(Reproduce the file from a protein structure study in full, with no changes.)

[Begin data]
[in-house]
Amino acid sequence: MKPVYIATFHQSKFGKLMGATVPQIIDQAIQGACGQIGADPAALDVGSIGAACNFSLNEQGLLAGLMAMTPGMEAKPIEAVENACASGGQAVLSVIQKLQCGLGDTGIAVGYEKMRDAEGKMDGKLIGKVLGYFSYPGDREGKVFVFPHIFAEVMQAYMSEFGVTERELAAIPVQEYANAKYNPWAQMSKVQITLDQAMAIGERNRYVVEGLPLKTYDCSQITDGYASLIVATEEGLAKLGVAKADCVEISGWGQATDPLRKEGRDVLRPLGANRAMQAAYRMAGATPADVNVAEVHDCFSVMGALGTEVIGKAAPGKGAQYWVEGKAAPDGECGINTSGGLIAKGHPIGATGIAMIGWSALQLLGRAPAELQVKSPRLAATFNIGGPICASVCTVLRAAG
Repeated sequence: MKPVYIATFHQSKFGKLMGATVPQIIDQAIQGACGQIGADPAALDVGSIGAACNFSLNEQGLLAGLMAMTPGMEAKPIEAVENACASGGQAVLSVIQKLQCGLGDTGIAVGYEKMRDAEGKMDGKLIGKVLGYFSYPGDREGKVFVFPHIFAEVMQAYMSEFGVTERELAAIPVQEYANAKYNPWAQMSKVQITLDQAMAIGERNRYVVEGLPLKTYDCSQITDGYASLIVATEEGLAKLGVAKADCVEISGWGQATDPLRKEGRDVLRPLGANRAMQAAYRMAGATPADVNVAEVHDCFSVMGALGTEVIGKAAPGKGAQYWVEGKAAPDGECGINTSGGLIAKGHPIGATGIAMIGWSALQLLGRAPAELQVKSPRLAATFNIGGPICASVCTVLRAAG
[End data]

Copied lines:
[in-house]
Amino acid sequence: MKPVYIATFHQSKFGKLMGATVPQIIDQAIQGACGQIGADPAALDVGSIGAACNFSLNEQGLLAGLMAMTPGMEAKPIEAVENACASGGQAVLSVIQKLQCGLGDTGIAVGYEKMRDAEGKMDGKLIGKVLGYFSYPGDREGKVFVFPHIFAEVMQAYMSEFGVTERELAAIPVQEYANAKYNPWAQMSKVQITLDQAMAIGERNRYVVEGLPLKTYDCSQITDGYASLIVATEEGLAKLGVAKADCVEISGWGQATDPLRKEGRDVLRPLGANRAMQAAYRMAGATPADVNVAEVHDCFSVMGALGTEVIGKAAPGKGAQYWVEGKAAPDGECGINTSGGLIAKGHPIGATGIAMIGWSALQLLGRAPAELQVKSPRLAATFNIGGPICASVCTVLRAAG
Repeated sequence: MKPVYIATFHQSKFGKLMGATVPQIIDQAIQGACGQIGADPAALDVGSIGAACNFSLNEQGLLAGLMAMTPGMEAKPIEAVENACASGGQAVLSVIQKLQCGLGDTGIAVGYEKMRDAEGKMDGKLIGKVLGYFSYPGDREGKVFVFPHIFAEVMQAYMSEFGVTERELAAIPVQEYANAKYNPWAQMSKVQITLDQAMAIGERNRYVVEGLPLKTYDCSQITDGYASLIVATEEGLAKLGVAKADCVEISGWGQATDPLRKEGRDVLRPLGANRAMQAAYRMAGATPADVNVAEVHDCFSVMGALGTEVIGKAAPGKGAQYWVEGKAAPDGECGINTSGGLIAKGHPIGATGIAMIGWSALQLLGRAPAELQVKSPRLAATFNIGGPICASVCTVLRAAG